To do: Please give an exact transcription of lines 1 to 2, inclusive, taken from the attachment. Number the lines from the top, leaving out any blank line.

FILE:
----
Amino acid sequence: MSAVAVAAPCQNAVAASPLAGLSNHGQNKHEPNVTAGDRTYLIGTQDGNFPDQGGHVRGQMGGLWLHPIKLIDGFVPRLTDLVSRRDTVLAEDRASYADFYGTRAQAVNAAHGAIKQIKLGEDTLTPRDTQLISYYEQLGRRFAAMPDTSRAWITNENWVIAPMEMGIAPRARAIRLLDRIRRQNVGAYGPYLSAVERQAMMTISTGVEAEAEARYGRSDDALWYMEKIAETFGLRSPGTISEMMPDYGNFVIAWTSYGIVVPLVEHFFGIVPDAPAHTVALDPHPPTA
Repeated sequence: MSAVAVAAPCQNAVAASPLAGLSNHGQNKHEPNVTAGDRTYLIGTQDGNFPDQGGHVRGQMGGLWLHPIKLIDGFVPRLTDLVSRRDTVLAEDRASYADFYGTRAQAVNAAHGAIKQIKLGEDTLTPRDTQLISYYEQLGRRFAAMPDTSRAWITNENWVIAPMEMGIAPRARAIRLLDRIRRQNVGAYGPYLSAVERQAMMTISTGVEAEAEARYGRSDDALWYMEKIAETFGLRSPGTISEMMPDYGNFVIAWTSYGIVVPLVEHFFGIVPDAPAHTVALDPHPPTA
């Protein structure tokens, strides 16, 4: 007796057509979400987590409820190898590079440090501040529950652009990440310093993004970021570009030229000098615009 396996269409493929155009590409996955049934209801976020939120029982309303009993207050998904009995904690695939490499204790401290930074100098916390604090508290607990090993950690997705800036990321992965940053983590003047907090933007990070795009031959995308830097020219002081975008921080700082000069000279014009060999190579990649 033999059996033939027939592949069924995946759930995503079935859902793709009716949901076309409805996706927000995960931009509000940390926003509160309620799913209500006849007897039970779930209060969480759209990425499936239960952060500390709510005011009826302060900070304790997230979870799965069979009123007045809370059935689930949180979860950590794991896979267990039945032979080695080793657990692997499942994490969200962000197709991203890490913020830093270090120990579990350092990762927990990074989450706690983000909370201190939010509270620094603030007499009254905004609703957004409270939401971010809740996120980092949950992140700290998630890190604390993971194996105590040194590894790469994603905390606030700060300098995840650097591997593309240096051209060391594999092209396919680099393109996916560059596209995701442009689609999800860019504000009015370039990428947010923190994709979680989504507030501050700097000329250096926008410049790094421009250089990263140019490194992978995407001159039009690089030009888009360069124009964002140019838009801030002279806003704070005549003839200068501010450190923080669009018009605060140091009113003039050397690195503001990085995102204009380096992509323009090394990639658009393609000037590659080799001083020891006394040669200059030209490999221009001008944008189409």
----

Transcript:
Amino acid sequence: MSAVAVAAPCQNAVAASPLAGLSNHGQNKHEPNVTAGDRTYLIGTQDGNFPDQGGHVRGQMGGLWLHPIKLIDGFVPRLTDLVSRRDTVLAEDRASYADFYGTRAQAVNAAHGAIKQIKLGEDTLTPRDTQLISYYEQLGRRFAAMPDTSRAWITNENWVIAPMEMGIAPRARAIRLLDRIRRQNVGAYGPYLSAVERQAMMTISTGVEAEAEARYGRSDDALWYMEKIAETFGLRSPGTISEMMPDYGNFVIAWTSYGIVVPLVEHFFGIVPDAPAHTVALDPHPPTA
Repeated sequence: MSAVAVAAPCQNAVAASPLAGLSNHGQNKHEPNVTAGDRTYLIGTQDGNFPDQGGHVRGQMGGLWLHPIKLIDGFVPRLTDLVSRRDTVLAEDRASYADFYGTRAQAVNAAHGAIKQIKLGEDTLTPRDTQLISYYEQLGRRFAAMPDTSRAWITNENWVIAPMEMGIAPRARAIRLLDRIRRQNVGAYGPYLSAVERQAMMTISTGVEAEAEARYGRSDDALWYMEKIAETFGLRSPGTISEMMPDYGNFVIAWTSYGIVVPLVEHFFGIVPDAPAHTVALDPHPPTA